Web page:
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Increasing developer happiness with GitHub code scanning

How GitHub uses code scanning to increase developer happiness, and how you can too.

Increasing developer happiness with GitHub code scanning

You probably already know about using GitHub code scanning to secure your code. But how about using it to make your day-to-day coding easier? We’ve been making internal use of CodeQL, our code analysis engine for code scanning, to keep code quality high by protecting ourselves from those annoying coding mistakes that are easy to make but hard to spot! Read on for some examples of what we’ve done so far and how you can make the most of CodeQL for yourself.

Plugging a memory leak

Go’s defer statement defers the execution of a function until the surrounding function returns. This is useful for cleaning up: For example, closing resources like file handles or completing database transactions.

When changing existing code, you can end up moving a defer statement inside a loop. If you do so, you’ll still have to wait until the end of the function for cleanup; it won’t happen at the end of the iteration. We’ve seen this mistake lead to memory leaks in production.

Wouldn’t it be great if this mistake could be pointed out to you? We wanted to live in that happy world, and all it took was four lines of CodeQL.

A nice postscript to this story is that seeing this query led another team at GitHub to add CodeQL to their repository. They’d been bitten by a defer-in-loop memory leak before and didn’t want it to happen again. Once code scanning was set up for them, CodeQL discovered another problem in their codebase, which was similar to the one we’ll discuss next.

The error you can’t ignore

We use GORM, a Go Object Relational Mapper, in some of our codebases. Error handling in GORM is different than in idiomatic Go code, because it has a chainable API. Here’s an example:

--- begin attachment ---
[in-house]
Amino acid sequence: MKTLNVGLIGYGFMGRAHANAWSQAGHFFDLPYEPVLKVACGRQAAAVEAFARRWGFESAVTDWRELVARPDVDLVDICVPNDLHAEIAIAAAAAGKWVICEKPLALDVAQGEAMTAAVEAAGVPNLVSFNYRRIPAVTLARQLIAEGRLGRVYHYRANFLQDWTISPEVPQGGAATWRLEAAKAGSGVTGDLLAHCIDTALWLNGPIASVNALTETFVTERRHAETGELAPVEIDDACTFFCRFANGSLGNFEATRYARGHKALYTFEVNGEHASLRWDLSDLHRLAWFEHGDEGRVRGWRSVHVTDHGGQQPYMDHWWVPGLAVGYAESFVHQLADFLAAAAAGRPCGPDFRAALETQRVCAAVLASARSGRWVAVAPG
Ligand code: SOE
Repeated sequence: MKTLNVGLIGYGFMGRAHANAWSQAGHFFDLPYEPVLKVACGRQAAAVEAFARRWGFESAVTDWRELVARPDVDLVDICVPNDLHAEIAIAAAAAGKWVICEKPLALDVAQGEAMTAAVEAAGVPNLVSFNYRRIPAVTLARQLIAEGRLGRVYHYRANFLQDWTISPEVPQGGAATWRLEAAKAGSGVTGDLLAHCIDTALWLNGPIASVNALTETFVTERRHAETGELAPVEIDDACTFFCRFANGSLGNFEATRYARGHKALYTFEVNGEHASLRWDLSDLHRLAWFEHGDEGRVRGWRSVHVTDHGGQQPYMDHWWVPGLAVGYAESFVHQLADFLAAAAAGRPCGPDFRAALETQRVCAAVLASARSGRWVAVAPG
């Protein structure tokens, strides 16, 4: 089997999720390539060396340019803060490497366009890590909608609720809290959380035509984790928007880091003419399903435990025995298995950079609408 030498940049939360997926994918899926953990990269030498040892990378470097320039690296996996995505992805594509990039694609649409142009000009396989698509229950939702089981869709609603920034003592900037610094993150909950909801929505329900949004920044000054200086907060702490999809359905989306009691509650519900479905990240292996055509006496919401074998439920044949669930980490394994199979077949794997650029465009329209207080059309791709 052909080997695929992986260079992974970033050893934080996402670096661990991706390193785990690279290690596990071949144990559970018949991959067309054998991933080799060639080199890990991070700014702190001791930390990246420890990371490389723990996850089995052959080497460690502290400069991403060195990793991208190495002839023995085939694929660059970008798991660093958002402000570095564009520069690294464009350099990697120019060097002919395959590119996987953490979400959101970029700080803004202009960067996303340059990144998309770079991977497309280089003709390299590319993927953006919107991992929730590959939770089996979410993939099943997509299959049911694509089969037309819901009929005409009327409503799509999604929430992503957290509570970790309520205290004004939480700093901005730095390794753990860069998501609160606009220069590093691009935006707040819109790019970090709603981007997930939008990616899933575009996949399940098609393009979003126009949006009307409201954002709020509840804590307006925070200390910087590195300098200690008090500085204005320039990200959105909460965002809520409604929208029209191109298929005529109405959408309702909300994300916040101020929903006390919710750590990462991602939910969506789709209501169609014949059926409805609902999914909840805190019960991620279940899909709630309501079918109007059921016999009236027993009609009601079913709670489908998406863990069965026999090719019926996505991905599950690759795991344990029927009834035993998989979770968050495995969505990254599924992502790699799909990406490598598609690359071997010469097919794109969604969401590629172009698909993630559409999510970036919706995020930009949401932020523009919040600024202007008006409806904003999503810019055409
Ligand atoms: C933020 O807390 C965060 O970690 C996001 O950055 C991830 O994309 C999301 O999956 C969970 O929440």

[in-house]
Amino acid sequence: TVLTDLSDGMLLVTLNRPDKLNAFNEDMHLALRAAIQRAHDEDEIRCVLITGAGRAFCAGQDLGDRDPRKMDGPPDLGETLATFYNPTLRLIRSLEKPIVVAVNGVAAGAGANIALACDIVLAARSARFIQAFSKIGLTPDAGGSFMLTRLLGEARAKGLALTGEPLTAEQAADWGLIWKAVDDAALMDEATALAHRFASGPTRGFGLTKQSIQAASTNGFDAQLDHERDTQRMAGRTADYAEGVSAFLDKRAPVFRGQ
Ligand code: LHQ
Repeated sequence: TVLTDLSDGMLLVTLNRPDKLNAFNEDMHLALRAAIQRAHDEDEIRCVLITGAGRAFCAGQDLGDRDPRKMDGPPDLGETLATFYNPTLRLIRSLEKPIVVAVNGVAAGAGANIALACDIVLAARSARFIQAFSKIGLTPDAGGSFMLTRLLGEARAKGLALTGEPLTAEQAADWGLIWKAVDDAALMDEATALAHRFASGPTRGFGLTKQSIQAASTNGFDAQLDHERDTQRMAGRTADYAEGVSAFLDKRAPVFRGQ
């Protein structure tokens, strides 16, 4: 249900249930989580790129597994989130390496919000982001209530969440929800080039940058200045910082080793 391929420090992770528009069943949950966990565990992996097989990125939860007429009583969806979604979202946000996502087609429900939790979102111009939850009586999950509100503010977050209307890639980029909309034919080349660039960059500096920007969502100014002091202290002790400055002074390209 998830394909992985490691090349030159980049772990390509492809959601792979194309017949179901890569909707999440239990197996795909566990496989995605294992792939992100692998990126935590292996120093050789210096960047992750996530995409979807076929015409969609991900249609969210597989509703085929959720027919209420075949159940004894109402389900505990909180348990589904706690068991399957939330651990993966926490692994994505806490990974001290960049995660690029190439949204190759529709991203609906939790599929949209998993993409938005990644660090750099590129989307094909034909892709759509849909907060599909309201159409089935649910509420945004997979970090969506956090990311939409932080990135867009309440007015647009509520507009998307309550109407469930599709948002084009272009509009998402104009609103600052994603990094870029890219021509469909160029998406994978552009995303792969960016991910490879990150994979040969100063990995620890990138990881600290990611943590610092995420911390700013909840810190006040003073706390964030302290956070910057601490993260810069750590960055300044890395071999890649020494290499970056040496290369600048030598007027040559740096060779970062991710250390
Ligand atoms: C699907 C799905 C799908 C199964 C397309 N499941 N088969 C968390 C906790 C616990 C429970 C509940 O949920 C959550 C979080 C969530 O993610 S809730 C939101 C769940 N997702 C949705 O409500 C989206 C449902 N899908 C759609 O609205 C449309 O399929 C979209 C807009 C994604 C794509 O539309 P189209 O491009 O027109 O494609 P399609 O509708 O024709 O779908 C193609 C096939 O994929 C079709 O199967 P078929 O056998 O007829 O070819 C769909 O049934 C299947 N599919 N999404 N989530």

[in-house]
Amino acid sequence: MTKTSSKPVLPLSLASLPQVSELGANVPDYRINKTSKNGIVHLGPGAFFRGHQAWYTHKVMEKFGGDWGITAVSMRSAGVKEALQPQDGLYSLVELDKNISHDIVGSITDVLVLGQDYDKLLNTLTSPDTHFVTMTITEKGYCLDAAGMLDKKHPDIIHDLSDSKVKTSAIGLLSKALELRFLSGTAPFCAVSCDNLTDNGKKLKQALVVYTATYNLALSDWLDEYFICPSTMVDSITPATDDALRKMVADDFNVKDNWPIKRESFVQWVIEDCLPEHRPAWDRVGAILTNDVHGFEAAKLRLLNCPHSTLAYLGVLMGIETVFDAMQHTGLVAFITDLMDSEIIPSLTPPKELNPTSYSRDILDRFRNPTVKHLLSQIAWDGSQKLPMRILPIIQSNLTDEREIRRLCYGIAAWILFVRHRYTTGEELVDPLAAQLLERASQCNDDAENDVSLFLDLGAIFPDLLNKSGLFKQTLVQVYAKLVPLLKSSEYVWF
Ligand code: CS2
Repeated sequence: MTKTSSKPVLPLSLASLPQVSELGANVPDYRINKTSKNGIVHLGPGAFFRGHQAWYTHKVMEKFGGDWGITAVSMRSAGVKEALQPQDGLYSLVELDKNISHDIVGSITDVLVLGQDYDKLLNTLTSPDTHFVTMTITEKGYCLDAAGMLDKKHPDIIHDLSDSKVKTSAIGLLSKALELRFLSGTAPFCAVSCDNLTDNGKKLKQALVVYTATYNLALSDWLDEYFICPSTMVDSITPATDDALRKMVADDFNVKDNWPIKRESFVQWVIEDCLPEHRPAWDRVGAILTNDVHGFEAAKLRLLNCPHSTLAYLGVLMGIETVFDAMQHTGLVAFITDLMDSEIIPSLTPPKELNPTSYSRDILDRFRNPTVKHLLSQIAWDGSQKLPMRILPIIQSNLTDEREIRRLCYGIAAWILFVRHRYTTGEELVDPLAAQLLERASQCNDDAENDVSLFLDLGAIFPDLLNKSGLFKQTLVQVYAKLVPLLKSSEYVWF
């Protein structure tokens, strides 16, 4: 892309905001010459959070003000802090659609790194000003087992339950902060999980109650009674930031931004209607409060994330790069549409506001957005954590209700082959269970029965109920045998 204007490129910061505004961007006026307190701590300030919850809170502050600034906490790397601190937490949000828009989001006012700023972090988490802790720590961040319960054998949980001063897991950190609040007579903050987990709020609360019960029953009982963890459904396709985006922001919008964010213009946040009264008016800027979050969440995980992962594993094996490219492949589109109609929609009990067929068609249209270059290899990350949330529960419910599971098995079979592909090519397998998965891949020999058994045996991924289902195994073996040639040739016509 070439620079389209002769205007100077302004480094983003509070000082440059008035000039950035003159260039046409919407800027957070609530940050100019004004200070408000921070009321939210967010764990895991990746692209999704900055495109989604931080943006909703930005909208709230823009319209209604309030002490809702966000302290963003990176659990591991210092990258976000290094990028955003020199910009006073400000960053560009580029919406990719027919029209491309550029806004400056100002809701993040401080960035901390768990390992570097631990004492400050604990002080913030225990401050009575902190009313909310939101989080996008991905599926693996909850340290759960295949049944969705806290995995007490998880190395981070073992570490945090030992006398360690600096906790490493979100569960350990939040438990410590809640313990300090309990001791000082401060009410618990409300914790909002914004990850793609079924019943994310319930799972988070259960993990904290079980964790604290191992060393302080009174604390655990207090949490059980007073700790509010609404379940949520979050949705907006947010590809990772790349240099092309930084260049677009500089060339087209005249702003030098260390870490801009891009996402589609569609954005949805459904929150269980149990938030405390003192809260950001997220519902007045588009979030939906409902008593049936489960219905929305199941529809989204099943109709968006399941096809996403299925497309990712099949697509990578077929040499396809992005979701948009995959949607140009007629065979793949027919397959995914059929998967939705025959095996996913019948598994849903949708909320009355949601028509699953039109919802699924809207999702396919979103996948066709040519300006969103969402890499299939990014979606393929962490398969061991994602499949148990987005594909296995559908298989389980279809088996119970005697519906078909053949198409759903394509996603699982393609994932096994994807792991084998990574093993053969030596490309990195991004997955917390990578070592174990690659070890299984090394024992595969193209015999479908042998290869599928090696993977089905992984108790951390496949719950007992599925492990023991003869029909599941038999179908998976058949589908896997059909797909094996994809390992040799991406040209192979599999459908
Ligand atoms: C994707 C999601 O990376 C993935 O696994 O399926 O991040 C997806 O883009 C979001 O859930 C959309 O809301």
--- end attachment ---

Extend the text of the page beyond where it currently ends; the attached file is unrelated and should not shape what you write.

if err := db.Where("name = ?", "jinzhu").First(&user).Error; err !=
nil {
 // error handling...

As you can imagine, it’s easy to write code like db.Where("name = ?", "jinzhu").First(&user) and not check that Error field.

At least it used to be easy to do that. We’ve now created a CodeQL query which detects GORM calls that don’t check the associated Error field and flags these calls in pull requests. You’ll also find a similar query for error checking functions which return pointers in the security-and-quality query suite for CodeQL.

Loopy performance problems

In addition to protecting against missing error checking, we also want to keep our database-querying code performant. “N+1 queries” are a common performance issue. This is where some expensive operation is performed once for every member of a set, so the code will get slower as the number of items increases. Database calls in a loop are often the culprit here; typically, you’ll get better performance from a batch query outside of the loop instead.

We created a custom CodeQL query, which looks for calls to any of the GORM methods that actually result in a query being performed. We filter that list of calls down to those that happen within a loop and fail CI if any are encountered. What’s nice about CodeQL is that we’re not limited to database calls directly within the body of a loop―calls within functions called directly or indirectly from the loop are caught too.

Using these queries

These queries are experimental, so we’ve not included them in our standard suites. However, you can use them by referencing a special query suite we’ve created.

First, create a file .github/codeql/go-developer-happiness.qls in the repository you would like to analyze:

- import: codeql-suites/go-developer-happiness.qls
  from: codeql-go

Next, set up a CodeQL workflow (or edit an existing one) and amend the “Initialize CodeQL” section of the template as follows:

- name: Initialize CodeQL
  uses: github/codeql-action/init@v1
    languages: go
    queries: ./.github/codeql/go-developer-happiness.qls

For more information and configuration examples, please refer to the documentation for running custom CodeQL queries in GitHub code scanning.

Making your own

Are there common “gotchas” in your codebase? Why not ease developer friction with some custom CodeQL queries of your own? You can learn more about writing CodeQL with our documentation and discussions―and also find out more about contributing queries back to the community―in the CodeQL repository at We look forward to seeing what you come up with!

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